never fitted plates to my own shoes as I don't seem to be heavy on the toes and I do indeed put a very thin rubber sole on my own shoes smile.gif
Yes I am a maker been around a while, but no big deal

So you discount the occlusive nature of cement and rubber and the need (?) for outsoles to "breathe?"

I don't. I am trying my damnedest to eliminate cement from my making.

To me...again...it all seems like "gilding the lily. "

Well, "different horses" as they say...but at least as a maker you have a perspective that is based on objective experiences and not just speculation.

And, specifically in that context, FWIW, it is a big deal. It's the difference between pipe-drams and blowing smoke vs. objective knowledge--based, as Einstein said, on experience. I'm going on 50 years in the Trade, full time as a "compleat' maker. And I see too much magical thinking and bogus information esp. on the Internet and in some threads on StyleForum. It is a form of "dumbing down" even if incidental or inadvertent. And ultimately the loss of the Traditions, skills, and knowledge.

IMO.

--
Edited by DWFII - 3/17/16 at 10:03am
post #899 of 1710
Quote:
Originally Posted by j-mac View Post

 I made a little typo which I have corrected to " I accept that some shoes may have been damaged " and by this I meant that if done incorrectly or without thought then yes one could damage a shoe  in fitting a toeplate.I only offer a perspective from my shoemaking experience as a maker who fits these a lot  and these days always with brass screws  but I am happy to use other screws should the need arise.The screws do bite into the sole  the plates are also glued on but not 'superglue' just an ordinary contact glue to hold in place while the screws are put in. I have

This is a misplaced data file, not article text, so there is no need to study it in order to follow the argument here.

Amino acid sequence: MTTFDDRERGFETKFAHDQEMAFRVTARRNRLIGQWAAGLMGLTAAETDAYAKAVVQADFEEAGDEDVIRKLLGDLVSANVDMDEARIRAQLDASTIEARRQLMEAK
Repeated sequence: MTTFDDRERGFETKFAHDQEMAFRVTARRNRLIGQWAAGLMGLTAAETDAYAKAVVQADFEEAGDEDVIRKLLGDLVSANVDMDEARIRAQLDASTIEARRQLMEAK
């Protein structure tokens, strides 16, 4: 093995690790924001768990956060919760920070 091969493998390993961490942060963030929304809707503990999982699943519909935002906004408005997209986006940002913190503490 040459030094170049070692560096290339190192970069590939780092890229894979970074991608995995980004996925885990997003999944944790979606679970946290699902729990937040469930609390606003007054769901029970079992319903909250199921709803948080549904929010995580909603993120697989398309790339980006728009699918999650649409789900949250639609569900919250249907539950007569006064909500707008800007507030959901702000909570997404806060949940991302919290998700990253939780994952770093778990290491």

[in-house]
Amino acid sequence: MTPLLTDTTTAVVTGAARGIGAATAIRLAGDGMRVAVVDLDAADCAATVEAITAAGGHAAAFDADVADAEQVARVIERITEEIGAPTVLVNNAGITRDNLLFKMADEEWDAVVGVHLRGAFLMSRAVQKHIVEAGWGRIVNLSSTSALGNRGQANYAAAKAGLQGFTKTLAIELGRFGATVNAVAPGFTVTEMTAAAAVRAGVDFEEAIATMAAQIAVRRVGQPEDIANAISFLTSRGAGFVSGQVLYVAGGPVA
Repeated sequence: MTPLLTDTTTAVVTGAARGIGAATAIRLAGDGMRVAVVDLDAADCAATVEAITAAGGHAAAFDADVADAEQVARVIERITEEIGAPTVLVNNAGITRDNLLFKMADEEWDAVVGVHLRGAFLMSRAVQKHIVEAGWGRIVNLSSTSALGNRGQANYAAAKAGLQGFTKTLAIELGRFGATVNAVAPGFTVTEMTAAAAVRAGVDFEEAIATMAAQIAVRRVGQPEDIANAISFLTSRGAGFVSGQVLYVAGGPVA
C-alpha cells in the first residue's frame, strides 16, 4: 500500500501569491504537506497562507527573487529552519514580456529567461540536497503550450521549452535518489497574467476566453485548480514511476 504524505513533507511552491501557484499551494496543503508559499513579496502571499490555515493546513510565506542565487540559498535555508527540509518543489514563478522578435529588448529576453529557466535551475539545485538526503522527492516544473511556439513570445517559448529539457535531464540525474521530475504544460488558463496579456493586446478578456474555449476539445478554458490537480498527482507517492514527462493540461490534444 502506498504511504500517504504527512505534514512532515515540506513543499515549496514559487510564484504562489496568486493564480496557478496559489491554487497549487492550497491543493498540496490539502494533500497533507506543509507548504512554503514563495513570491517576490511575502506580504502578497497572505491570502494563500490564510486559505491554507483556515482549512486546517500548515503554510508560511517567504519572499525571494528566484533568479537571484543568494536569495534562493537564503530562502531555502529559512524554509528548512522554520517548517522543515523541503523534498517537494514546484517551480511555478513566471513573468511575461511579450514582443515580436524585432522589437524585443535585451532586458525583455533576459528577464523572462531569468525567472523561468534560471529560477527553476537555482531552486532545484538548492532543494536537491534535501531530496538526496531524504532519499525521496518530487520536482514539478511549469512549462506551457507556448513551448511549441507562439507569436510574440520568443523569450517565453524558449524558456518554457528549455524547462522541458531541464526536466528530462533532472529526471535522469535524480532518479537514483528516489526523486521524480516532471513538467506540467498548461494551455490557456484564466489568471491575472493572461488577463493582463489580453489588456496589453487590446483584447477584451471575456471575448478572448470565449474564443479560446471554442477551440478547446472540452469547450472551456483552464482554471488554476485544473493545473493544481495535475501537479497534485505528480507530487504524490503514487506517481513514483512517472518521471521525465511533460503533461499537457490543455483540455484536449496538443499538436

never fitted plates to my own shoes as I don't seem to be heavy on the toes and I do indeed put a very thin rubber sole on my own shoes smile.gif
Yes I am a maker been around a while, but no big deal

B-I-N-G-O.....Thank you for sharing your experience Sir!
post #900 of 1710
Thread Starter 
Quote:
Originally Posted by j-mac View Post

I do indeed put a very thin rubber sole on my own shoes smile.gif

Mac,

PS...I put topy on my wife's shoes...at her insistence...but I tell her it's an abomination. lol8[1].gif

And her insoles turn black long before mine do.

And yes, thank you for sharing your experience. And while I might not agree entirely, "as a maker you have a perspective that is based on objective experiences and not just speculation."